Just some food for thought: The above photo shows how many sensitive things are found in a dog’s neck and how pressure on those things can cause or worsen certain conditions. Clipping a leash to a dog’s collar is one of those “we’ve always done it” sort of things and mostly it works out fine for the dog as far as I can tell. They might need some chiropractic adjustments or might cough when they pull, but that’s normal, right? But is it okay for a growing puppy to be stressing the nerves, joints and tendons in their neck each time the handler or the pup pulls on the collar? I honestly don’t know.
It seems like most dogs turn out fine and only some end up with collapsed trachea or nerve damage or other such issues that might be caused or aggravated by years of constriction on their necks.
Obviously dogs have to wear collars if they are going to compete since most venues don’t allow harnesses. So dogs have to get used to working with a leash attached to a collar. But personally, I will be keeping my puppy on a harness as long as possible while he learns leash manners because it can’t hurt, and might help prevent issues down the line.
Harnesses move the pressure to the dog’s body and away from the sensitive neck.
But there are vast differences in harness types and how they affect the dog’s body. The type that constrict on the dog’s shoulders may be linked to shoulder issues later in life when used on growing puppies. And harnesses that have a chest strap across the front of the dog’s shoulders can also restrict full motion of the dog’s front legs. So a non-constricting, “V- front” harness with a strap between the dog’s front legs to prevent the neck pieces from moving into the neck seems to be the best choice. Or the wide strap or padded/cloth type that help spread the pressure. And a chest ring, like the one on this Chai’s Choice Front Range Harness lets you clip the leash to the chest, making it easier to control where the dog’s body is going and makes it harder for the dog to pull.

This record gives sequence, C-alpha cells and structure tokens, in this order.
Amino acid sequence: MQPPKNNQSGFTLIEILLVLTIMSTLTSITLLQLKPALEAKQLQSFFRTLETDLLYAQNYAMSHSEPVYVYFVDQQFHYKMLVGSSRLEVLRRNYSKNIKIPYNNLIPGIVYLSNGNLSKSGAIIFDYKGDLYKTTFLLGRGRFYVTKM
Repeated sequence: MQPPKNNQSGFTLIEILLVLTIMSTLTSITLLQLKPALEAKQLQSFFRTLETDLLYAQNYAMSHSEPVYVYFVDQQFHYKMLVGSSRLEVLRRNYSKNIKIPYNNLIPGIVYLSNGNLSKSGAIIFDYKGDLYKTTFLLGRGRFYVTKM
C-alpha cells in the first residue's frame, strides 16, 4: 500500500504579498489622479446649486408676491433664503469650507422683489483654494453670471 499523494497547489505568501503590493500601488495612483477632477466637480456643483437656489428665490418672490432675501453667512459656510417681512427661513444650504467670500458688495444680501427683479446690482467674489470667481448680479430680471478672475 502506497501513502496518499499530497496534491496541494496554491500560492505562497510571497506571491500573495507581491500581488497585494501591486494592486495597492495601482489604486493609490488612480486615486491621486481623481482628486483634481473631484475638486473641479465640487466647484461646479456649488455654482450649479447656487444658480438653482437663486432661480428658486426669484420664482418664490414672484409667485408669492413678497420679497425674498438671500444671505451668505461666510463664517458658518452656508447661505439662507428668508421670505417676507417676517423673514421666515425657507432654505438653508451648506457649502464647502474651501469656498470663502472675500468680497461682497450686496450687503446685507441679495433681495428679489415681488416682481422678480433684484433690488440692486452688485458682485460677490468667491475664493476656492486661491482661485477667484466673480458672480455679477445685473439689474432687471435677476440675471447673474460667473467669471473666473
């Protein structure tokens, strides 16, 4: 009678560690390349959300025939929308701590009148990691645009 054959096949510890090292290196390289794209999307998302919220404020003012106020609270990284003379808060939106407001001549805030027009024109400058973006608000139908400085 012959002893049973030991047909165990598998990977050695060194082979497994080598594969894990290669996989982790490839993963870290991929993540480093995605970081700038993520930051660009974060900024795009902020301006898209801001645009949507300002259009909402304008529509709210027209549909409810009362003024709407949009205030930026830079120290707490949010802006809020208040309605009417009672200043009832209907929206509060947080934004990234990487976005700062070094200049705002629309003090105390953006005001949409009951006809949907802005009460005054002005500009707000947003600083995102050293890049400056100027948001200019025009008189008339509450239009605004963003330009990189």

I’m currently using the Premier “Sure-fit” harness on Voodoo because it’s what I had in the size he needs and it has a non-constricting, full motion V front with a chest ring and every strap is adjustable on it.
Another option is the Perfect Fit harness by Dog Games, Ltd.
Obviously training is the most key component to getting a dog that walks nicely on a leash, but the equipment on the dog can aid the training if it’s the right equipment being used correctly, including harnesses.
As for collars, the wider the better to help distribute the pressure over a wider area and reduce the digging in caused by narrow collars. Compare the photo below with a wide collar to the ones at the top of this article.
You can find wide collars by searching the internet for “Greyhound collar”, “Greyhound martingale”, or “extra wide dog collar”. Another nice thing about the wider collar is that the design is more visible and it doesn’t damage or discolor the dog’s hair like some collars, especially if you get a fleece lined one. 🙂 The martingale design is really nice because it will tighten enough that the dog can’t slip out of the collar, but can’t tighten enough to choke or put too much pressure when it’s properly fitted. Great for dogs with thick necks or with heads that are smaller than their neck.
As I said at the start, this is just food for thought. If you’re happy with what you are using, stick with it! If not, there ARE options to consider.